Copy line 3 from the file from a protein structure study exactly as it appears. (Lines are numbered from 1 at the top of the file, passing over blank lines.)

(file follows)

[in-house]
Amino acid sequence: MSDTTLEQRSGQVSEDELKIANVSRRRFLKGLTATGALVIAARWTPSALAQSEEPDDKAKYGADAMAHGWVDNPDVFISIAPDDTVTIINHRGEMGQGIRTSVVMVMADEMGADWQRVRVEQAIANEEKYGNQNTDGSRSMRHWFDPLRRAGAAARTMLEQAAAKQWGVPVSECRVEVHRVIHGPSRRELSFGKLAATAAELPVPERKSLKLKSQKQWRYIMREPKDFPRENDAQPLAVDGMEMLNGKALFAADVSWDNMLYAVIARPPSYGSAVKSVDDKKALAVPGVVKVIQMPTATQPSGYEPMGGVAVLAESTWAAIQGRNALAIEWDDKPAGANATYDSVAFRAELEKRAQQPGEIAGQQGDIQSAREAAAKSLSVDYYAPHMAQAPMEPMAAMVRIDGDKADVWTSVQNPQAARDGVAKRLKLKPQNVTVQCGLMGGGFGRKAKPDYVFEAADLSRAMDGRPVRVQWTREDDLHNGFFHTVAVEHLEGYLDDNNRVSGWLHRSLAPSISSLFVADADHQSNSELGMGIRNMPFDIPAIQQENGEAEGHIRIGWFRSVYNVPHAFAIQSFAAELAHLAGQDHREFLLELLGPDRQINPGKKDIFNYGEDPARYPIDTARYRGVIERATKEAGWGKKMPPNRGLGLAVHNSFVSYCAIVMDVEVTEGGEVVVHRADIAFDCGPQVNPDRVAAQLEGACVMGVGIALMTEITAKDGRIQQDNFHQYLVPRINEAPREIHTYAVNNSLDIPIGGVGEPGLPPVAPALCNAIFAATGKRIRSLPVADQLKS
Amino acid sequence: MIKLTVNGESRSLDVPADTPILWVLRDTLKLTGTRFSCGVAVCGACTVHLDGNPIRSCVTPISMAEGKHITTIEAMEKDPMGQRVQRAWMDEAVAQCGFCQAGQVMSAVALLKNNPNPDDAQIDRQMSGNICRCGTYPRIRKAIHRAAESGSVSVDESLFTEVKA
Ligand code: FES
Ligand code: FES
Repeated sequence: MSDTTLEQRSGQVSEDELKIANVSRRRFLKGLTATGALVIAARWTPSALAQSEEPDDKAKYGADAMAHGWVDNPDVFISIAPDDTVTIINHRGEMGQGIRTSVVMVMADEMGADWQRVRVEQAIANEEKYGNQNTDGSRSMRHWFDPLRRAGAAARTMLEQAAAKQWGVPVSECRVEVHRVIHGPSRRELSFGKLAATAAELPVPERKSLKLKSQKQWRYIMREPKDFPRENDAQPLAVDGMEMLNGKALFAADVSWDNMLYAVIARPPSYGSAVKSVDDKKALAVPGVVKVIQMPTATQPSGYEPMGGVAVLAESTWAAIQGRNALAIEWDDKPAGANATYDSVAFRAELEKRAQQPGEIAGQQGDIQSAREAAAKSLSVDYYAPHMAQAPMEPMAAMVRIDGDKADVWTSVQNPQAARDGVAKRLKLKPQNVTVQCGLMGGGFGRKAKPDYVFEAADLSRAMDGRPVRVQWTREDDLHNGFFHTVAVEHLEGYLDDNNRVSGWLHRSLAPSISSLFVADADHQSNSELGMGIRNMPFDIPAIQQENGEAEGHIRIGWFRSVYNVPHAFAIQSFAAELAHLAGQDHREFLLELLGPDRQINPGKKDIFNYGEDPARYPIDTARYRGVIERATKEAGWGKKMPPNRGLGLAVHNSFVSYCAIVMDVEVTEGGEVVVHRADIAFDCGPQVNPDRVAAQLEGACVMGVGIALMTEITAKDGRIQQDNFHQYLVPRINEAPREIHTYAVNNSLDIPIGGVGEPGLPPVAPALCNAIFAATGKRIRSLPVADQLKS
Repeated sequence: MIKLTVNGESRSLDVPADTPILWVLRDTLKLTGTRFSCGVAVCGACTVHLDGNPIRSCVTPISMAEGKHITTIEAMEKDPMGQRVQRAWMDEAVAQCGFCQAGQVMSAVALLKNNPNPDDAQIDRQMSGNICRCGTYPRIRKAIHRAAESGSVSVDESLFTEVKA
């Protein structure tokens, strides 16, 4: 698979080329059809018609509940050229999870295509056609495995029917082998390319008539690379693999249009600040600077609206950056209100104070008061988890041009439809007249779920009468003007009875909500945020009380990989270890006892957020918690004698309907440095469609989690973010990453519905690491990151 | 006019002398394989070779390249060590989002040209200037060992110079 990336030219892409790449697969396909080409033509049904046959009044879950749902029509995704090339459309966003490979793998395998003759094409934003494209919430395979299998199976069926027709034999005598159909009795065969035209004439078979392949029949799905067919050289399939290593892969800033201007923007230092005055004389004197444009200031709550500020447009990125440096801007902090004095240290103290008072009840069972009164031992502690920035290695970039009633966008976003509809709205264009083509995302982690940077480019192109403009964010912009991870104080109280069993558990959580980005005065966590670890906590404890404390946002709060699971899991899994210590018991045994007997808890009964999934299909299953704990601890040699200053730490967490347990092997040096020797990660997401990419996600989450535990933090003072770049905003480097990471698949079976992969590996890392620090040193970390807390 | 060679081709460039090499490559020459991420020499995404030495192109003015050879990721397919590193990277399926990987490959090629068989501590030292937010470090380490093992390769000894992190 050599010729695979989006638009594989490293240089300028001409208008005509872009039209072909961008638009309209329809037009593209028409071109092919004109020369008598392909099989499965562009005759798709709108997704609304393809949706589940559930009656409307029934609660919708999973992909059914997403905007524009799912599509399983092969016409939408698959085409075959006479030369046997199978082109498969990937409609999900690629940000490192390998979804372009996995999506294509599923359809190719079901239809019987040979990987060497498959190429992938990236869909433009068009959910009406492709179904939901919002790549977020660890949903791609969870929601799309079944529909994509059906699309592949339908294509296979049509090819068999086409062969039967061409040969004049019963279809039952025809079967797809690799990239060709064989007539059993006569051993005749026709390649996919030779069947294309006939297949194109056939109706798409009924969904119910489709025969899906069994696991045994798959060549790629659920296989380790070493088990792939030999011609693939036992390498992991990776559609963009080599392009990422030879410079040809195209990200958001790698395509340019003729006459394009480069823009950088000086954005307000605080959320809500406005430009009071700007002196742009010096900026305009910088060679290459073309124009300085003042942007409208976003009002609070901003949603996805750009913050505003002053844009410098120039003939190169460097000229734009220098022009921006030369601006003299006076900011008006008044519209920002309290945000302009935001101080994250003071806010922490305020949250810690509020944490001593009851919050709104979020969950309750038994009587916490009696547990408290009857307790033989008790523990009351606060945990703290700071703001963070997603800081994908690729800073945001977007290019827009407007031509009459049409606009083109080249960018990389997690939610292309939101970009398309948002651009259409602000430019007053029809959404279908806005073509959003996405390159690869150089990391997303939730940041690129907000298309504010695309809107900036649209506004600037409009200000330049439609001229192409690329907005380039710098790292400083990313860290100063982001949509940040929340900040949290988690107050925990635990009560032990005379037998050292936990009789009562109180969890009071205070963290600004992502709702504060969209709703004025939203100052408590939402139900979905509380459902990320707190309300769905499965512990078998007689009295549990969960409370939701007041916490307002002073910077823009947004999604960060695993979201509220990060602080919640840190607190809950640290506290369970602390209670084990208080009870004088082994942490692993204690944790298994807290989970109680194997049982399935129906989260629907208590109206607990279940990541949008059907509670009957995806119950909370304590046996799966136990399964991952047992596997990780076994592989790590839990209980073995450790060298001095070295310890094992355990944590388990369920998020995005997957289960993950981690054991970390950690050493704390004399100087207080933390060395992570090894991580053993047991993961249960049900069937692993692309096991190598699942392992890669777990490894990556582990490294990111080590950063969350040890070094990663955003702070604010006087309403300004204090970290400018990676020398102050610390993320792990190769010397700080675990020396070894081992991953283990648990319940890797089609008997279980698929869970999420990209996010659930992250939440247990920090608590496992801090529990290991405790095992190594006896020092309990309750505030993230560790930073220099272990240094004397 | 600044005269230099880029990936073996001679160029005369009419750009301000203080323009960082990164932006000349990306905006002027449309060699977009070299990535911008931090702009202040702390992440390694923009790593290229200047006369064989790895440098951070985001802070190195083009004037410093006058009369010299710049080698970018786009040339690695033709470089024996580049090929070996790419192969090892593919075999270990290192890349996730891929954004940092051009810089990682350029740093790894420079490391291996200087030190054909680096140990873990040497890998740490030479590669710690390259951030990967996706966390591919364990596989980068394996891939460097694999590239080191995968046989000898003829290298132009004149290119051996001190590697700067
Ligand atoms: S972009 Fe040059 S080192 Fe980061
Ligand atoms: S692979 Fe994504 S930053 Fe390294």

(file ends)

Amino acid sequence: MIKLTVNGESRSLDVPADTPILWVLRDTLKLTGTRFSCGVAVCGACTVHLDGNPIRSCVTPISMAEGKHITTIEAMEKDPMGQRVQRAWMDEAVAQCGFCQAGQVMSAVALLKNNPNPDDAQIDRQMSGNICRCGTYPRIRKAIHRAAESGSVSVDESLFTEVKA